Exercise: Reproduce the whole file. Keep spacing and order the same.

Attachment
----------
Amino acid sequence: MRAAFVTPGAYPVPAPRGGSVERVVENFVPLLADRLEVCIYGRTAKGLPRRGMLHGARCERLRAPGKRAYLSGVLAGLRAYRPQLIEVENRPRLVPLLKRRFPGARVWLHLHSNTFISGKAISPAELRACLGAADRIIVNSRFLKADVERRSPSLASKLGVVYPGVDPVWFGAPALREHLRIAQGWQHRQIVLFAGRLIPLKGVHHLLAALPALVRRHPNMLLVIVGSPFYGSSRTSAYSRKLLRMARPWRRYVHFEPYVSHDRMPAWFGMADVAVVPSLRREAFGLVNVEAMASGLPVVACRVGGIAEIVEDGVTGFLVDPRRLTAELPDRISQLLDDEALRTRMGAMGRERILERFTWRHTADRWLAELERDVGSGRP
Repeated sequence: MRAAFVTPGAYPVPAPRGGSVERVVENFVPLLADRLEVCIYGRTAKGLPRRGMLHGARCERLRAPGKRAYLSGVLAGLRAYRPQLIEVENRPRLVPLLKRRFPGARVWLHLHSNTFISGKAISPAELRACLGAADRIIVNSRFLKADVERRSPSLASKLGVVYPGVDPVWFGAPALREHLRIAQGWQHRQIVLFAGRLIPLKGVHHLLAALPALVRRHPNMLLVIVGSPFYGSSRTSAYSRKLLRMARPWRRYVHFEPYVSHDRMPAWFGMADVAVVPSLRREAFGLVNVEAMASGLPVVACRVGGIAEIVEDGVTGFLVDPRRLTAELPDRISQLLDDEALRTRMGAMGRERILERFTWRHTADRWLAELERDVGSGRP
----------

Amino acid sequence: MRAAFVTPGAYPVPAPRGGSVERVVENFVPLLADRLEVCIYGRTAKGLPRRGMLHGARCERLRAPGKRAYLSGVLAGLRAYRPQLIEVENRPRLVPLLKRRFPGARVWLHLHSNTFISGKAISPAELRACLGAADRIIVNSRFLKADVERRSPSLASKLGVVYPGVDPVWFGAPALREHLRIAQGWQHRQIVLFAGRLIPLKGVHHLLAALPALVRRHPNMLLVIVGSPFYGSSRTSAYSRKLLRMARPWRRYVHFEPYVSHDRMPAWFGMADVAVVPSLRREAFGLVNVEAMASGLPVVACRVGGIAEIVEDGVTGFLVDPRRLTAELPDRISQLLDDEALRTRMGAMGRERILERFTWRHTADRWLAELERDVGSGRP
Repeated sequence: MRAAFVTPGAYPVPAPRGGSVERVVENFVPLLADRLEVCIYGRTAKGLPRRGMLHGARCERLRAPGKRAYLSGVLAGLRAYRPQLIEVENRPRLVPLLKRRFPGARVWLHLHSNTFISGKAISPAELRACLGAADRIIVNSRFLKADVERRSPSLASKLGVVYPGVDPVWFGAPALREHLRIAQGWQHRQIVLFAGRLIPLKGVHHLLAALPALVRRHPNMLLVIVGSPFYGSSRTSAYSRKLLRMARPWRRYVHFEPYVSHDRMPAWFGMADVAVVPSLRREAFGLVNVEAMASGLPVVACRVGGIAEIVEDGVTGFLVDPRRLTAELPDRISQLLDDEALRTRMGAMGRERILERFTWRHTADRWLAELERDVGSGRP